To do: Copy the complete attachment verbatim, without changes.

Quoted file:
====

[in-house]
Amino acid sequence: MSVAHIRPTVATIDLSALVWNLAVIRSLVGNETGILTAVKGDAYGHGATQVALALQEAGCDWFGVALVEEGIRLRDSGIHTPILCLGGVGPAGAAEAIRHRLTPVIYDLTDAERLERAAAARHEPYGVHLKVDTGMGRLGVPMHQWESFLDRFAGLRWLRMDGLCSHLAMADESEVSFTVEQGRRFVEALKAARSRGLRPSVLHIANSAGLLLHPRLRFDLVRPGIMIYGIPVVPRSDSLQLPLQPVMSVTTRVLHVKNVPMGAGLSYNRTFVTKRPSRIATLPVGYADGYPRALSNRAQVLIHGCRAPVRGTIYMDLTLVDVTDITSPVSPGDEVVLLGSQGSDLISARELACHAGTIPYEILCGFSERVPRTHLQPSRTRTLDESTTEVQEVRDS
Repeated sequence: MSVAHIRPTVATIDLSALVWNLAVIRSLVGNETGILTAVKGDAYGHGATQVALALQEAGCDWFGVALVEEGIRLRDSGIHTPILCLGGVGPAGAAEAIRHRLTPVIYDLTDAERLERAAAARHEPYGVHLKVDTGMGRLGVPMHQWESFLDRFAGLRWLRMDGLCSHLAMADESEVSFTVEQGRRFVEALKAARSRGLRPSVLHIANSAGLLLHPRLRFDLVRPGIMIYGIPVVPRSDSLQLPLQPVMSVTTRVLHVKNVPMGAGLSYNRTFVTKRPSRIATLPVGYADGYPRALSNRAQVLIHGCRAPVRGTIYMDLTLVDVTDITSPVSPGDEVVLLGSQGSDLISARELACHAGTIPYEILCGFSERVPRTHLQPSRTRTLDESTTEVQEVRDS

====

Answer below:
[in-house]
Amino acid sequence: MSVAHIRPTVATIDLSALVWNLAVIRSLVGNETGILTAVKGDAYGHGATQVALALQEAGCDWFGVALVEEGIRLRDSGIHTPILCLGGVGPAGAAEAIRHRLTPVIYDLTDAERLERAAAARHEPYGVHLKVDTGMGRLGVPMHQWESFLDRFAGLRWLRMDGLCSHLAMADESEVSFTVEQGRRFVEALKAARSRGLRPSVLHIANSAGLLLHPRLRFDLVRPGIMIYGIPVVPRSDSLQLPLQPVMSVTTRVLHVKNVPMGAGLSYNRTFVTKRPSRIATLPVGYADGYPRALSNRAQVLIHGCRAPVRGTIYMDLTLVDVTDITSPVSPGDEVVLLGSQGSDLISARELACHAGTIPYEILCGFSERVPRTHLQPSRTRTLDESTTEVQEVRDS
Repeated sequence: MSVAHIRPTVATIDLSALVWNLAVIRSLVGNETGILTAVKGDAYGHGATQVALALQEAGCDWFGVALVEEGIRLRDSGIHTPILCLGGVGPAGAAEAIRHRLTPVIYDLTDAERLERAAAARHEPYGVHLKVDTGMGRLGVPMHQWESFLDRFAGLRWLRMDGLCSHLAMADESEVSFTVEQGRRFVEALKAARSRGLRPSVLHIANSAGLLLHPRLRFDLVRPGIMIYGIPVVPRSDSLQLPLQPVMSVTTRVLHVKNVPMGAGLSYNRTFVTKRPSRIATLPVGYADGYPRALSNRAQVLIHGCRAPVRGTIYMDLTLVDVTDITSPVSPGDEVVLLGSQGSDLISARELACHAGTIPYEILCGFSERVPRTHLQPSRTRTLDESTTEVQEVRDS